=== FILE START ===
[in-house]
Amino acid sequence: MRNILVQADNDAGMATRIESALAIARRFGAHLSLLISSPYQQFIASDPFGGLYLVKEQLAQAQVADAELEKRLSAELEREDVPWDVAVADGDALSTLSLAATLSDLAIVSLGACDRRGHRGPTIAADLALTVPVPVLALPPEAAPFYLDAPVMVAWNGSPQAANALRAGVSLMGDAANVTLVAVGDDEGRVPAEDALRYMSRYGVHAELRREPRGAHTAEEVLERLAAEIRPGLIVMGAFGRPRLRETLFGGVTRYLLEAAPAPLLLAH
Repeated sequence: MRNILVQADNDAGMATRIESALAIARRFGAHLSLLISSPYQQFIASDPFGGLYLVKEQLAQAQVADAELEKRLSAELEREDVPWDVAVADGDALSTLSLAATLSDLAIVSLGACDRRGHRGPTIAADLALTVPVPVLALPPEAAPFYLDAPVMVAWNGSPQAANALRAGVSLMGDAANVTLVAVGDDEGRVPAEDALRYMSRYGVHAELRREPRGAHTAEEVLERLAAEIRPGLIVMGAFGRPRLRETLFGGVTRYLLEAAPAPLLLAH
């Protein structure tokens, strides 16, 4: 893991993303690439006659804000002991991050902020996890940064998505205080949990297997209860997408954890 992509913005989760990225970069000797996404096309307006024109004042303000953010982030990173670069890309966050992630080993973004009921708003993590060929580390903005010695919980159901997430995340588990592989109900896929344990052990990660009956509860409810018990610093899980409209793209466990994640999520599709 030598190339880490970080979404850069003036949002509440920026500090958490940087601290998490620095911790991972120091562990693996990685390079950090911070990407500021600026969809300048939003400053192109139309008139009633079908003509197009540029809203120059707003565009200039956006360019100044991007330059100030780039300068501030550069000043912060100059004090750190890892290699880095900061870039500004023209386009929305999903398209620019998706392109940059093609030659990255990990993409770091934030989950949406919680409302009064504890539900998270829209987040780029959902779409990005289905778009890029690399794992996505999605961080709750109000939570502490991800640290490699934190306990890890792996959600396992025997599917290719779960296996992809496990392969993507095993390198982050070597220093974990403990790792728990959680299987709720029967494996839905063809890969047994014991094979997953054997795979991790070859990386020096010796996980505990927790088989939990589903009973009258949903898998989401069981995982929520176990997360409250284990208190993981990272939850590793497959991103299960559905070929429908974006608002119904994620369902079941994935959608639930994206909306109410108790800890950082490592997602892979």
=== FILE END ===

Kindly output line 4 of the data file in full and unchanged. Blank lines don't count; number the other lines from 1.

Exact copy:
């Protein structure tokens, strides 16, 4: 893991993303690439006659804000002991991050902020996890940064998505205080949990297997209860997408954890 992509913005989760990225970069000797996404096309307006024109004042303000953010982030990173670069890309966050992630080993973004009921708003993590060929580390903005010695919980159901997430995340588990592989109900896929344990052990990660009956509860409810018990610093899980409209793209466990994640999520599709 030598190339880490970080979404850069003036949002509440920026500090958490940087601290998490620095911790991972120091562990693996990685390079950090911070990407500021600026969809300048939003400053192109139309008139009633079908003509197009540029809203120059707003565009200039956006360019100044991007330059100030780039300068501030550069000043912060100059004090750190890892290699880095900061870039500004023209386009929305999903398209620019998706392109940059093609030659990255990990993409770091934030989950949406919680409302009064504890539900998270829209987040780029959902779409990005289905778009890029690399794992996505999605961080709750109000939570502490991800640290490699934190306990890890792996959600396992025997599917290719779960296996992809496990392969993507095993390198982050070597220093974990403990790792728990959680299987709720029967494996839905063809890969047994014991094979997953054997795979991790070859990386020096010796996980505990927790088989939990589903009973009258949903898998989401069981995982929520176990997360409250284990208190993981990272939850590793497959991103299960559905070929429908974006608002119904994620369902079941994935959608639930994206909306109410108790800890950082490592997602892979």